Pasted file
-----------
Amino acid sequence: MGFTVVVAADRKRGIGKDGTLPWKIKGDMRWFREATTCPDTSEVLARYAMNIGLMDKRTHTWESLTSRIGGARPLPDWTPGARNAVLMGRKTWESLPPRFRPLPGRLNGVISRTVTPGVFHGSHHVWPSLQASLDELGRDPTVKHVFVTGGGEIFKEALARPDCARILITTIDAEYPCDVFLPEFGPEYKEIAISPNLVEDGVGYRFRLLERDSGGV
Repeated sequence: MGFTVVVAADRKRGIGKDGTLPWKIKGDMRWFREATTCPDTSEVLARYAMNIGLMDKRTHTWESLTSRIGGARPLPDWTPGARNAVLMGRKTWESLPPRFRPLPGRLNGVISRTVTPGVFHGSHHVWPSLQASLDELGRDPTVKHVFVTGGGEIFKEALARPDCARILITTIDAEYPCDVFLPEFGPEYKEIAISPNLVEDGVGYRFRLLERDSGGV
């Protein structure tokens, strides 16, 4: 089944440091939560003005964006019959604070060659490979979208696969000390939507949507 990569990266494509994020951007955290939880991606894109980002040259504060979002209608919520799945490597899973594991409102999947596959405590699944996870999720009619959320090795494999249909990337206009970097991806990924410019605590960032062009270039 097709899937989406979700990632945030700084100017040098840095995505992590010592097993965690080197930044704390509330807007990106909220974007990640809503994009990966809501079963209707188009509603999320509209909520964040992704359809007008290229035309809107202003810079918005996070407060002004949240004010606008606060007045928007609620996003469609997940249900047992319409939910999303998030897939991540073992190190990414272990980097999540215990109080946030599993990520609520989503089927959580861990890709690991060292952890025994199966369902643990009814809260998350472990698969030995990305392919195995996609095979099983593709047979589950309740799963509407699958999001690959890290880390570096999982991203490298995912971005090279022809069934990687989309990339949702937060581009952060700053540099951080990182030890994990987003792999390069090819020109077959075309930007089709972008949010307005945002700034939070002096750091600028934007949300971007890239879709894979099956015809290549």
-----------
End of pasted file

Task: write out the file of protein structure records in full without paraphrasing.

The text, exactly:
Amino acid sequence: MGFTVVVAADRKRGIGKDGTLPWKIKGDMRWFREATTCPDTSEVLARYAMNIGLMDKRTHTWESLTSRIGGARPLPDWTPGARNAVLMGRKTWESLPPRFRPLPGRLNGVISRTVTPGVFHGSHHVWPSLQASLDELGRDPTVKHVFVTGGGEIFKEALARPDCARILITTIDAEYPCDVFLPEFGPEYKEIAISPNLVEDGVGYRFRLLERDSGGV
Repeated sequence: MGFTVVVAADRKRGIGKDGTLPWKIKGDMRWFREATTCPDTSEVLARYAMNIGLMDKRTHTWESLTSRIGGARPLPDWTPGARNAVLMGRKTWESLPPRFRPLPGRLNGVISRTVTPGVFHGSHHVWPSLQASLDELGRDPTVKHVFVTGGGEIFKEALARPDCARILITTIDAEYPCDVFLPEFGPEYKEIAISPNLVEDGVGYRFRLLERDSGGV
């Protein structure tokens, strides 16, 4: 089944440091939560003005964006019959604070060659490979979208696969000390939507949507 990569990266494509994020951007955290939880991606894109980002040259504060979002209608919520799945490597899973594991409102999947596959405590699944996870999720009619959320090795494999249909990337206009970097991806990924410019605590960032062009270039 097709899937989406979700990632945030700084100017040098840095995505992590010592097993965690080197930044704390509330807007990106909220974007990640809503994009990966809501079963209707188009509603999320509209909520964040992704359809007008290229035309809107202003810079918005996070407060002004949240004010606008606060007045928007609620996003469609997940249900047992319409939910999303998030897939991540073992190190990414272990980097999540215990109080946030599993990520609520989503089927959580861990890709690991060292952890025994199966369902643990009814809260998350472990698969030995990305392919195995996609095979099983593709047979589950309740799963509407699958999001690959890290880390570096999982991203490298995912971005090279022809069934990687989309990339949702937060581009952060700053540099951080990182030890994990987003792999390069090819020109077959075309930007089709972008949010307005945002700034939070002096750091600028934007949300971007890239879709894979099956015809290549």